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Nov 3, 2009
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Gold industry hails latest rise of 'barbarous relic'

Nov 3, 2009

EDINBURGH, Nov 2, 2009 (AFP) - The price of gold, which recently shot to a record high above 1,070 dollars, has a bright future thanks to improving demand caused by the financial crisis, industry experts said on Monday 2 November.

Gold struck an all-time high 1,070.80 dollars an ounce on October 14 as a sliding dollar made the precious metal cheaper for investors holding other currencies, pushing up demand for the commodity also used to make jewellery.

The price of gold has risen by more than 20 percent since the start of 2009.

"Not bad for a barbarous relic," Mark Lynam, an executive for AngloGold Ashanti -- the world's third largest gold producer -- told the London Bullion Market Association annual conference in Edinburgh.

"Although it's difficult to predict in the short term, the overall picture is very healthy."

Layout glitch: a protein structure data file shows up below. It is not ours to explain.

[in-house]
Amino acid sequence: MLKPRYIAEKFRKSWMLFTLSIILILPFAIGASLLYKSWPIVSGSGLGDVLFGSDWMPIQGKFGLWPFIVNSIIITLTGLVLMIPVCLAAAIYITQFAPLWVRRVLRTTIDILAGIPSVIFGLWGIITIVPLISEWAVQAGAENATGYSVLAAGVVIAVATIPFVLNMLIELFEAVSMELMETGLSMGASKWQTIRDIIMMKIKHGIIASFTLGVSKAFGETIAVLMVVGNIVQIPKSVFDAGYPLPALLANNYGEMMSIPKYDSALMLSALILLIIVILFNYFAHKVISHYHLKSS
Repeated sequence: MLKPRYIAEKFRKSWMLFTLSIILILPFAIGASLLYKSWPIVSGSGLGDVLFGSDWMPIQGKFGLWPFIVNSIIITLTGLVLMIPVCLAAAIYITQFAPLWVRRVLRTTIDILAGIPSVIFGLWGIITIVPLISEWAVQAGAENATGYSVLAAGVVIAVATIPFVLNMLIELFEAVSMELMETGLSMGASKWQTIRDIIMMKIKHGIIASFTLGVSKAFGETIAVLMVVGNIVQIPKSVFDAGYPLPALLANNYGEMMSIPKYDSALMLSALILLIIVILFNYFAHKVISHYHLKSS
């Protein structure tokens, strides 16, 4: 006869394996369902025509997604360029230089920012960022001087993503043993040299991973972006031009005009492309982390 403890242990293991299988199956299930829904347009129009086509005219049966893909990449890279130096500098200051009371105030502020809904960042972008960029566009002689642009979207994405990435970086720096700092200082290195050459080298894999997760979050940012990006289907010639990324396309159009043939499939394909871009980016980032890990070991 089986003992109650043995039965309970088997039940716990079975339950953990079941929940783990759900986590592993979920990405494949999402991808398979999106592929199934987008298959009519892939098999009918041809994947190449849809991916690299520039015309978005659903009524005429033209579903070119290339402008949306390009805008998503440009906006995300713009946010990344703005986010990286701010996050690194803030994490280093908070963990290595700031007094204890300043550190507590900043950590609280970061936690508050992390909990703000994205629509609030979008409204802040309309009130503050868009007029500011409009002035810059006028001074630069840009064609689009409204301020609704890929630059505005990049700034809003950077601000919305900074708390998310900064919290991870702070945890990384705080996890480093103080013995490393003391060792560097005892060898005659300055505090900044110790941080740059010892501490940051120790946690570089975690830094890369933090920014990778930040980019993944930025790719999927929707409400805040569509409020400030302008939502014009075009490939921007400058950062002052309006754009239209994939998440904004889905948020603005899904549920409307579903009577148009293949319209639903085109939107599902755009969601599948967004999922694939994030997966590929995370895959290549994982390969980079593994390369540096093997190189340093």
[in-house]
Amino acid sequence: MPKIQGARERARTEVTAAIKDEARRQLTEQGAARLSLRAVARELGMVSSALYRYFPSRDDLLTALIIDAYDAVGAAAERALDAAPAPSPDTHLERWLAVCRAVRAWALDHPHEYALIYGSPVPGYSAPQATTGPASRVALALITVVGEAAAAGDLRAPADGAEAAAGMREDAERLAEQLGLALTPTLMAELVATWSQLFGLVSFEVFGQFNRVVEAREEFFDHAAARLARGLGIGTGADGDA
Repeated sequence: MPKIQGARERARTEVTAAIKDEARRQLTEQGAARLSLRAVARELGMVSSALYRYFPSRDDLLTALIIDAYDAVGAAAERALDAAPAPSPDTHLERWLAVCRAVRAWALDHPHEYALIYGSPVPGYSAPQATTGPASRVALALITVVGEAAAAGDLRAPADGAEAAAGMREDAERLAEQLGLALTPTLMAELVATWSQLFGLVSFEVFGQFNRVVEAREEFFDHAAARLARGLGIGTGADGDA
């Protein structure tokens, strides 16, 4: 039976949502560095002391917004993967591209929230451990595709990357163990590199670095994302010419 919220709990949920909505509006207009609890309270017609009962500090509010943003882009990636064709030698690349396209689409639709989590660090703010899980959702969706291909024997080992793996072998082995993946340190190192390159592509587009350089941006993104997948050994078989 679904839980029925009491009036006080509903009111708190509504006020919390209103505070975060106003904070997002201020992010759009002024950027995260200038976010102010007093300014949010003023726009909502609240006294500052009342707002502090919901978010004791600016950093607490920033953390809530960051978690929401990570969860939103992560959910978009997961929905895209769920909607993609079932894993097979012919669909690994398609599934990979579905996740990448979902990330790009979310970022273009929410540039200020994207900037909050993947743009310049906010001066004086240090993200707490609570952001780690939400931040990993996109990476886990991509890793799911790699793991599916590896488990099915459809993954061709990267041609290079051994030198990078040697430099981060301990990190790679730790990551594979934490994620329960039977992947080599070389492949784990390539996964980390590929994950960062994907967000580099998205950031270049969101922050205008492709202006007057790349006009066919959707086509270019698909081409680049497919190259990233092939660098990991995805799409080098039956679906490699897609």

Lynam pointed out that demand for gold was improving for a number of reasons, including the long-term threat of inflation -- a consequence of the financial crisis that erupted a little over a year ago.

At the same time, "a dearth of new discoveries" amid increased mining costs has dented the amount of gold on offer, added Lynam.

Meanwhile with the global economy far from strong, "physical gold is regarded as the only secure asset," said Mehdi Barkhordar, managing director of Swiss refiner and ingots producer Produits Artistiques Metaux Precieux (PAMP).

"There is a fundamental shift in the dynamics of the gold market," Barkhordar told the conference, adding that gold had become "mainstream."

London emporium Harrods last month surprised the retail industry by starting to sell gold bars, with prices fluctuating according to the current market price.

The smallest ingots, weighing one gramme, have sold for about 30 pounds (33 euros, 49 dollars) and the largest, weighing 12.5 kilogrammes, have cost more than a quarter-of-a-million pounds.

"Gold remains a safe-haven and preserves the value of investment," said Aram Shismanian, chief executive officer at the World Gold Council.

"It becomes an asset class in itself."

Shismanian also noted that pension funds were beginning to buy gold, describing the move as "a significant shift."

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